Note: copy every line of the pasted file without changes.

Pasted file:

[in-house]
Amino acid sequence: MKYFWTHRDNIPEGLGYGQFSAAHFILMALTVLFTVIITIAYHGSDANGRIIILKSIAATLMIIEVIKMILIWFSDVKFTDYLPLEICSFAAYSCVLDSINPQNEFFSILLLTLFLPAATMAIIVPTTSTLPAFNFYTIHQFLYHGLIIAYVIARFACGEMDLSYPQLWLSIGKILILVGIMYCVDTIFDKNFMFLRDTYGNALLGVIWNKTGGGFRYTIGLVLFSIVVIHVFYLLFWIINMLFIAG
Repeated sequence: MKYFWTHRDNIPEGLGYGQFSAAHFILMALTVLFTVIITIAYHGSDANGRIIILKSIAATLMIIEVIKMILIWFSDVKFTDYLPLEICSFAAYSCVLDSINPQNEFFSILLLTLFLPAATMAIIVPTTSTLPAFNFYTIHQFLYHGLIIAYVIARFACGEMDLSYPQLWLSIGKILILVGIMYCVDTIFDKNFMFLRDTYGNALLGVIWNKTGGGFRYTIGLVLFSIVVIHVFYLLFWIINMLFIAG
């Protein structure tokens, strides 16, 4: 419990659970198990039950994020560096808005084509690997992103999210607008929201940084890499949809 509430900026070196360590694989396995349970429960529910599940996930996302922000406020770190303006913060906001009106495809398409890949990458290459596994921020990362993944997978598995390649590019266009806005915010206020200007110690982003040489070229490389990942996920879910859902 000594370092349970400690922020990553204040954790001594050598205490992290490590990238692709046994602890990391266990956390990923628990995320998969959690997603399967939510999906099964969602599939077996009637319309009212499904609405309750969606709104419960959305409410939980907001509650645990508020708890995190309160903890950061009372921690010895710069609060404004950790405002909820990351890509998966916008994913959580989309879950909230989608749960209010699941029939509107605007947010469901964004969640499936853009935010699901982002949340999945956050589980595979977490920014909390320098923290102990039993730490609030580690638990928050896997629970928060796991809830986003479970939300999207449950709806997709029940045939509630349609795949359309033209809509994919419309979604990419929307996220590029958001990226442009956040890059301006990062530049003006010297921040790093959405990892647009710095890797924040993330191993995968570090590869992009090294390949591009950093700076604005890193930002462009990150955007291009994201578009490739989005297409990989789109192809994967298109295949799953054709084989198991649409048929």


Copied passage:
[in-house]
Amino acid sequence: MKYFWTHRDNIPEGLGYGQFSAAHFILMALTVLFTVIITIAYHGSDANGRIIILKSIAATLMIIEVIKMILIWFSDVKFTDYLPLEICSFAAYSCVLDSINPQNEFFSILLLTLFLPAATMAIIVPTTSTLPAFNFYTIHQFLYHGLIIAYVIARFACGEMDLSYPQLWLSIGKILILVGIMYCVDTIFDKNFMFLRDTYGNALLGVIWNKTGGGFRYTIGLVLFSIVVIHVFYLLFWIINMLFIAG
Repeated sequence: MKYFWTHRDNIPEGLGYGQFSAAHFILMALTVLFTVIITIAYHGSDANGRIIILKSIAATLMIIEVIKMILIWFSDVKFTDYLPLEICSFAAYSCVLDSINPQNEFFSILLLTLFLPAATMAIIVPTTSTLPAFNFYTIHQFLYHGLIIAYVIARFACGEMDLSYPQLWLSIGKILILVGIMYCVDTIFDKNFMFLRDTYGNALLGVIWNKTGGGFRYTIGLVLFSIVVIHVFYLLFWIINMLFIAG
């Protein structure tokens, strides 16, 4: 419990659970198990039950994020560096808005084509690997992103999210607008929201940084890499949809 509430900026070196360590694989396995349970429960529910599940996930996302922000406020770190303006913060906001009106495809398409890949990458290459596994921020990362993944997978598995390649590019266009806005915010206020200007110690982003040489070229490389990942996920879910859902 000594370092349970400690922020990553204040954790001594050598205490992290490590990238692709046994602890990391266990956390990923628990995320998969959690997603399967939510999906099964969602599939077996009637319309009212499904609405309750969606709104419960959305409410939980907001509650645990508020708890995190309160903890950061009372921690010895710069609060404004950790405002909820990351890509998966916008994913959580989309879950909230989608749960209010699941029939509107605007947010469901964004969640499936853009935010699901982002949340999945956050589980595979977490920014909390320098923290102990039993730490609030580690638990928050896997629970928060796991809830986003479970939300999207449950709806997709029940045939509630349609795949359309033209809509994919419309979604990419929307996220590029958001990226442009956040890059301006990062530049003006010297921040790093959405990892647009710095890797924040993330191993995968570090590869992009090294390949591009950093700076604005890193930002462009990150955007291009994201578009490739989005297409990989789109192809994967298109295949799953054709084989198991649409048929």